Your book notes that 15 government agencies administer 35 different laws related to food safety. Last year, the Trump administration unveiled a plan to consolidate federal food safety efforts within the U.S. Department of Agriculture (USDA). Would creating a single federal food safety agency reduce the risk of contamination?
Having one centralized federal food safety agency is not a new idea. Proposals to consolidate federal food safety regulation within a single department of government date back to Truman administration in the 1940s, and there have been more than 20 such proposals since then. Yet there are reasons to think this might not be feasible or even desirable.
Merging food safety into a single agency would involve a huge consolidation of many different statutes that have evolved over more than 100 years. Such an ambitious statutory overhaul would be akin to rewriting the tax code. It's hard to imagine getting such a radical reform through Congress. And the required administrative reorganization would be enormously expensive, without knowing whether it would even make our food safer. Of the other countries that have consolidated food safety regulation in this way, none has hard data to demonstrate that it has made their food safer.
Moreover, the food industry is really a collection of different industries. Meat production involves animal husbandry, veterinary science and animal slaughter. That's completely different from what's involved in, say, growing and processing lettuce. The division of labor between federal agencies reflects the very different types of expertise necessary to oversee distinct sectors of the food industry.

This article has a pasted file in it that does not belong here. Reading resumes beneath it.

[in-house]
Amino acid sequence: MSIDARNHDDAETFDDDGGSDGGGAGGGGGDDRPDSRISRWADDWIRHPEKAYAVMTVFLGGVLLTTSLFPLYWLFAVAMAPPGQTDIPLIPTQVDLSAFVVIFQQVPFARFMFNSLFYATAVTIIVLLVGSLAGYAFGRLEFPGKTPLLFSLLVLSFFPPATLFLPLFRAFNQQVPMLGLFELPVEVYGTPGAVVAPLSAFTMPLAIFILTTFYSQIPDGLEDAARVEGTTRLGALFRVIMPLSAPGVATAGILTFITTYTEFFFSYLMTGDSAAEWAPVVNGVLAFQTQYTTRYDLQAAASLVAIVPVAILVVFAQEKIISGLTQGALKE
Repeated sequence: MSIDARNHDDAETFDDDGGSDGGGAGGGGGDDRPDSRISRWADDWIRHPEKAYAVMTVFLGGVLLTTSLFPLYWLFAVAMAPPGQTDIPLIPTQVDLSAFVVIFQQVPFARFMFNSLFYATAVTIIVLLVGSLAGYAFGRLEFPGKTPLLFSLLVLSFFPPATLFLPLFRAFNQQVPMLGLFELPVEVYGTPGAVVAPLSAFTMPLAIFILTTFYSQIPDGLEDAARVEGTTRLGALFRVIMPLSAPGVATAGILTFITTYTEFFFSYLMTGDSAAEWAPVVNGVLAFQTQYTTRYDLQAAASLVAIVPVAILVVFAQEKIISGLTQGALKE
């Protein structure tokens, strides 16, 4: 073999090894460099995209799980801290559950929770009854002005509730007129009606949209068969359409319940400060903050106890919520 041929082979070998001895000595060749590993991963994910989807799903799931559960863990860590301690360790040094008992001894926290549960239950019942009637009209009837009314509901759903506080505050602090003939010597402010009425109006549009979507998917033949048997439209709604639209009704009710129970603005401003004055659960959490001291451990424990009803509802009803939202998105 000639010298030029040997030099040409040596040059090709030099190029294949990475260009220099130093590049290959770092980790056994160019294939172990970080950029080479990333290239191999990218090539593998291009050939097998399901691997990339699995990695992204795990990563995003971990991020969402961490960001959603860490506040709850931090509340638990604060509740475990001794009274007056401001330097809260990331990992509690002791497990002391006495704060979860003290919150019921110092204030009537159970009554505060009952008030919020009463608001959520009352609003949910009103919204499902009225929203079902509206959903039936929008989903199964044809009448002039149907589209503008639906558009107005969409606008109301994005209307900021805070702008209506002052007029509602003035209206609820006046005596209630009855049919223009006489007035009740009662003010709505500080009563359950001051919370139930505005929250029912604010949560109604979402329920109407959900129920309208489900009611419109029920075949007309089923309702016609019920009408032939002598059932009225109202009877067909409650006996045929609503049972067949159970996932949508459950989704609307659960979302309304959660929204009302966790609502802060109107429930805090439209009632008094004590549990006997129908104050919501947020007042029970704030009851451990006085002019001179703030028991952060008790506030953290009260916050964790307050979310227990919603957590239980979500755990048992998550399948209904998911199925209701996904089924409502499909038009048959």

Your book suggests practical reforms that you say will strengthen the food safety system. Is there one single change that you think would make the biggest impact?
I would say there are two. One is for the government to spend more of its resources on investigating outbreaks. Otherwise, we'll never achieve a good understanding of how much illness there is and what's causing it. The only entity large enough to conduct national surveillance and sufficiently motivated to undertake outbreak investigation is the government.
The second thing I'd recommend is to take a more experimental approach to regulation. Before the FDA or USDA pass a regulation, they hire a lot of experts to put together economic models to project whether the benefits will outweigh the costs. Yet afterwards, they spend little or no money figuring out whether the regulation worked, whether we're safer for it. Regulation is typically an experiment, and we'll never know if it will work until we try it out and then spend the money later to see if it worked.
Have your own eating and cooking habits changed since you wrote this book?
Yes, definitely. For example, knowing that Salmonella is endemic to raw poultry and that the government considers this type of contamination normal, I treat raw chicken as a biohazard in my house. I never wash raw poultry in my sink. Studies show that if you do, it aerosolizes the bacteria and they spread all over the kitchen. Anything I use to cut or handle raw poultry, I make sure to set aside and sanitize with bleach. And I cook poultry thoroughly and measure the internal temperature with a meat thermometer.
Meanwhile, there are other foods that I know have a risk of contamination, and I accept it. For example, I am aware that I'm taking a risk every time I eat a salad, the same way I'm aware that I'm taking a risk if I get on the highway in my car. But, just like driving on the highway, I accept the background risks of eating fresh produce because they are outweighed by the benefits.